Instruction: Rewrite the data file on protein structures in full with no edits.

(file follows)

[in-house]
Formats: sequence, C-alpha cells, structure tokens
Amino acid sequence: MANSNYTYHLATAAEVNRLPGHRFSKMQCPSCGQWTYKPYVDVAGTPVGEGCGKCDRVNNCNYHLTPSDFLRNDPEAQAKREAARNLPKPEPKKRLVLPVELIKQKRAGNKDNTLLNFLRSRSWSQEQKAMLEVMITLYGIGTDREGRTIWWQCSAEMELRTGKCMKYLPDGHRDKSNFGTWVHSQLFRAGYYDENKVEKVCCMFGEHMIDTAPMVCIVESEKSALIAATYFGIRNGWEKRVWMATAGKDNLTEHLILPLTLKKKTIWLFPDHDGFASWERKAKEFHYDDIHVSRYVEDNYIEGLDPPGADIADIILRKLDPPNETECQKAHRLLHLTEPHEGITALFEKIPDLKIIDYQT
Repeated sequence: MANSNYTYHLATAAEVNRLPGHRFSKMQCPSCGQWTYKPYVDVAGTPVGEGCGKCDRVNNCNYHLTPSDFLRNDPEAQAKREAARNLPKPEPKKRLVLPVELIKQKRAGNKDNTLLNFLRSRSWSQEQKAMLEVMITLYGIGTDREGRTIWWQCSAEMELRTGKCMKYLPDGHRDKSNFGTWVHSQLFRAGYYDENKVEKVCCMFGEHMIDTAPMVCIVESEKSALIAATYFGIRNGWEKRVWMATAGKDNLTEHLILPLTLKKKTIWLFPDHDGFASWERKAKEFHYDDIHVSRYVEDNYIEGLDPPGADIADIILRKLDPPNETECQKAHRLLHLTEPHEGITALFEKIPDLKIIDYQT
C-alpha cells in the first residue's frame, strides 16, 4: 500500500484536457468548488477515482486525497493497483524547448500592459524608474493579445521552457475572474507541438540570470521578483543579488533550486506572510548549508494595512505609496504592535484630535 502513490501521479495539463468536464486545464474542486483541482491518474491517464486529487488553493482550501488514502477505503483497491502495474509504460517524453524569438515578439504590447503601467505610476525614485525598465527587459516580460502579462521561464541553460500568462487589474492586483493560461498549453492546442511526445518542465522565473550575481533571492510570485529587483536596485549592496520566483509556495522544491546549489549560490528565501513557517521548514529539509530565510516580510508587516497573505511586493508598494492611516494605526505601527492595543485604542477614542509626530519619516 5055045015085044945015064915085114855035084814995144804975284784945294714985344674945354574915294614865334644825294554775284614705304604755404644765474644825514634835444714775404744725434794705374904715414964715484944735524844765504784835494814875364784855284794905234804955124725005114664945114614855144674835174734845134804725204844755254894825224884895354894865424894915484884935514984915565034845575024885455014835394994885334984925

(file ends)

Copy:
[in-house]
Formats: sequence, C-alpha cells, structure tokens
Amino acid sequence: MANSNYTYHLATAAEVNRLPGHRFSKMQCPSCGQWTYKPYVDVAGTPVGEGCGKCDRVNNCNYHLTPSDFLRNDPEAQAKREAARNLPKPEPKKRLVLPVELIKQKRAGNKDNTLLNFLRSRSWSQEQKAMLEVMITLYGIGTDREGRTIWWQCSAEMELRTGKCMKYLPDGHRDKSNFGTWVHSQLFRAGYYDENKVEKVCCMFGEHMIDTAPMVCIVESEKSALIAATYFGIRNGWEKRVWMATAGKDNLTEHLILPLTLKKKTIWLFPDHDGFASWERKAKEFHYDDIHVSRYVEDNYIEGLDPPGADIADIILRKLDPPNETECQKAHRLLHLTEPHEGITALFEKIPDLKIIDYQT
Repeated sequence: MANSNYTYHLATAAEVNRLPGHRFSKMQCPSCGQWTYKPYVDVAGTPVGEGCGKCDRVNNCNYHLTPSDFLRNDPEAQAKREAARNLPKPEPKKRLVLPVELIKQKRAGNKDNTLLNFLRSRSWSQEQKAMLEVMITLYGIGTDREGRTIWWQCSAEMELRTGKCMKYLPDGHRDKSNFGTWVHSQLFRAGYYDENKVEKVCCMFGEHMIDTAPMVCIVESEKSALIAATYFGIRNGWEKRVWMATAGKDNLTEHLILPLTLKKKTIWLFPDHDGFASWERKAKEFHYDDIHVSRYVEDNYIEGLDPPGADIADIILRKLDPPNETECQKAHRLLHLTEPHEGITALFEKIPDLKIIDYQT
C-alpha cells in the first residue's frame, strides 16, 4: 500500500484536457468548488477515482486525497493497483524547448500592459524608474493579445521552457475572474507541438540570470521578483543579488533550486506572510548549508494595512505609496504592535484630535 502513490501521479495539463468536464486545464474542486483541482491518474491517464486529487488553493482550501488514502477505503483497491502495474509504460517524453524569438515578439504590447503601467505610476525614485525598465527587459516580460502579462521561464541553460500568462487589474492586483493560461498549453492546442511526445518542465522565473550575481533571492510570485529587483536596485549592496520566483509556495522544491546549489549560490528565501513557517521548514529539509530565510516580510508587516497573505511586493508598494492611516494605526505601527492595543485604542477614542509626530519619516 5055045015085044945015064915085114855035084814995144804975284784945294714985344674945354574915294614865334644825294554775284614705304604755404644765474644825514634835444714775404744725434794705374904715414964715484944735524844765504784835494814875364784855284794905234804955124725005114664945114614855144674835174734845134804725204844755254894825224884895354894865424894915484884935514984915565034845575024885455014835394994885334984925